Quantum-dot modulator drives power requirements even lower

Researchers at Stanford University (Stanford, CA) and the University of California–Santa Barbara (UCSB) have developed a proof-of-concept electro-optic modulator based on a single quantum dot that could operate at only 1 fJ/bit.

Apr 1st, 2010

Researchers at Stanford University (Stanford, CA) and the University of California–Santa Barbara (UCSB) have developed a proof-of-concept electro-optic modulator based on a single quantum dot that could operate at only 1 fJ/bit–two orders of magnitude lower than state-of-the-art 400 fJ/bit silicon microring modulators from Sun Microsystems (Santa Clara, CA) and colleagues.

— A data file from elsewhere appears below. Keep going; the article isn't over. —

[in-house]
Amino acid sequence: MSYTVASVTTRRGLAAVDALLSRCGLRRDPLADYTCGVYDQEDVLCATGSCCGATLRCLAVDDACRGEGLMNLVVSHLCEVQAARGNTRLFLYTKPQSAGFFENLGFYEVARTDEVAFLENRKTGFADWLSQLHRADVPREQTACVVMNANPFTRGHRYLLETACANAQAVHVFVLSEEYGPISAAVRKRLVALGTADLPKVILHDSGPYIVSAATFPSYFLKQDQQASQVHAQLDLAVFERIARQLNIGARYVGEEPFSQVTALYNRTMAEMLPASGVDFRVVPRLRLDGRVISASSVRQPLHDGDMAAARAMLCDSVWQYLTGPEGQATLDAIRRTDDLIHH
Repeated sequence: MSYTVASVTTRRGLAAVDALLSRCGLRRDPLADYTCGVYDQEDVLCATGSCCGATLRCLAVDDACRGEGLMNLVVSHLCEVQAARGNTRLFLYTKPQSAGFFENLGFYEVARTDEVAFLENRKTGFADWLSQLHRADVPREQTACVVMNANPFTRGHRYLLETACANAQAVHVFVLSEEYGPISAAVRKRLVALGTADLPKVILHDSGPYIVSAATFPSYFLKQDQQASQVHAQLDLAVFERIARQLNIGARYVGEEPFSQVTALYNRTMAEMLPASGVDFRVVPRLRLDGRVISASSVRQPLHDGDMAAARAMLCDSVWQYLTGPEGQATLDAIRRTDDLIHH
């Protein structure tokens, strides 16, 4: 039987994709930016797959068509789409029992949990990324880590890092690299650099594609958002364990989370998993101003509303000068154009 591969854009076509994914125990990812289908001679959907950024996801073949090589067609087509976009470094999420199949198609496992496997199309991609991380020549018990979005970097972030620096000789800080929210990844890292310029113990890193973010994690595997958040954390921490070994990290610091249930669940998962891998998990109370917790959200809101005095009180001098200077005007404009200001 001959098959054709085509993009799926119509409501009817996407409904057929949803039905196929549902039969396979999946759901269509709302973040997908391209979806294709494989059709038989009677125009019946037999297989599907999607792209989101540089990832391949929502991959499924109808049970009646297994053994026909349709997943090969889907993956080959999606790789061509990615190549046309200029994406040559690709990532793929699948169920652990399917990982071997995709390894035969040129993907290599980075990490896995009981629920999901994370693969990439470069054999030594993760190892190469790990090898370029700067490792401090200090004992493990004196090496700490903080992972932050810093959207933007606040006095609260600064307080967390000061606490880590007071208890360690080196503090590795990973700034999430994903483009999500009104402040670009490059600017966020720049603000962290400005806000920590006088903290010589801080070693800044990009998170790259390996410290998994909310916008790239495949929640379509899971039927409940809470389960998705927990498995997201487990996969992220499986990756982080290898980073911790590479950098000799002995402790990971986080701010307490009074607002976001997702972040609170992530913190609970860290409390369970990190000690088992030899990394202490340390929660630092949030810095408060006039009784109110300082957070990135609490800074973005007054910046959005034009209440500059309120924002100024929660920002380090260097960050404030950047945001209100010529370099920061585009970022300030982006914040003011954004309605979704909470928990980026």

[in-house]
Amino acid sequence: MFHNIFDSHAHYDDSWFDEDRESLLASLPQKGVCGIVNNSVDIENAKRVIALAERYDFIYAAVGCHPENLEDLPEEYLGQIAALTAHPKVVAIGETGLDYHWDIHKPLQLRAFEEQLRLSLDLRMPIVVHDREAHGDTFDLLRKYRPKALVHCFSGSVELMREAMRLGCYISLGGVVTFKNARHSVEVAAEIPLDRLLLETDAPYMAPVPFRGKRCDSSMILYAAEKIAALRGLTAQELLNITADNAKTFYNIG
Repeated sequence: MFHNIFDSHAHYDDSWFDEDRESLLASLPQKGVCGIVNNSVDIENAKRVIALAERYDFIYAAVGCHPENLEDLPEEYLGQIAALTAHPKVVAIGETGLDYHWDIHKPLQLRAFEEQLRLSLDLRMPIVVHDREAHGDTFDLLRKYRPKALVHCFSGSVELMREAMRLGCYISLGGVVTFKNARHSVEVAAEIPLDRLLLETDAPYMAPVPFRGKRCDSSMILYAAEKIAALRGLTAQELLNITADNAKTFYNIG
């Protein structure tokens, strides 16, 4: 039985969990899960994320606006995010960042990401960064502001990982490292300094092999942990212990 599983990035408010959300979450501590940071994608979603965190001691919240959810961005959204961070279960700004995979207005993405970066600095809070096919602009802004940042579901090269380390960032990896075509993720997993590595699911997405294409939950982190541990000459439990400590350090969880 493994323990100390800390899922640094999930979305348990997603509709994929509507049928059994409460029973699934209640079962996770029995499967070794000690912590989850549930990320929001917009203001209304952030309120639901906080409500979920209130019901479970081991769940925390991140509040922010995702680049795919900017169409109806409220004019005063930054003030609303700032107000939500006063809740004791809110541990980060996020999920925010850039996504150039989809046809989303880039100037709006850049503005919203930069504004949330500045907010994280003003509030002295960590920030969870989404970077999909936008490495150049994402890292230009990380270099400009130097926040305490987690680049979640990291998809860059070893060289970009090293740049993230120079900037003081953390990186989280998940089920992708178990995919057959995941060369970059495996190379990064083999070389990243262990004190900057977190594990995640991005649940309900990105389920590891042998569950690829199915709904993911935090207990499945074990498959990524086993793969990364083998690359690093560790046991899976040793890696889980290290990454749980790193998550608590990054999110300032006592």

Instead of modulating the transmission of light by controlling the resonance frequency of an entire resonator (free-carrier injection into a ring that is several tens of micrometers large–Sun's approach), the Stanford/UCSB team uses a lateral electric field to control (via the quantum-confined Stark effect) the resonance of a single nanometer-sized indium arsenide quantum dot coupled to a gallium arsenide photonic-crystal cavity. When resonant with the cavity, the quantum dot prohibits photons from passing through the cavity; when not resonant, it lets them pass through. An on/off switching ratio of 1.3:1 was achieved with a 10 V driving voltage at modulation speeds of 150 MHz. Switching ratios of 100:1, speeds up to 10 GHz, and optical power levels around 20 nW are theoretically possible by improving the quantum dot and cavity architecture. These devices could be made CMOS compatible using the emerging silicon/germanium platform. Contact Jelena Vuckovic atjela@stanford.edu.

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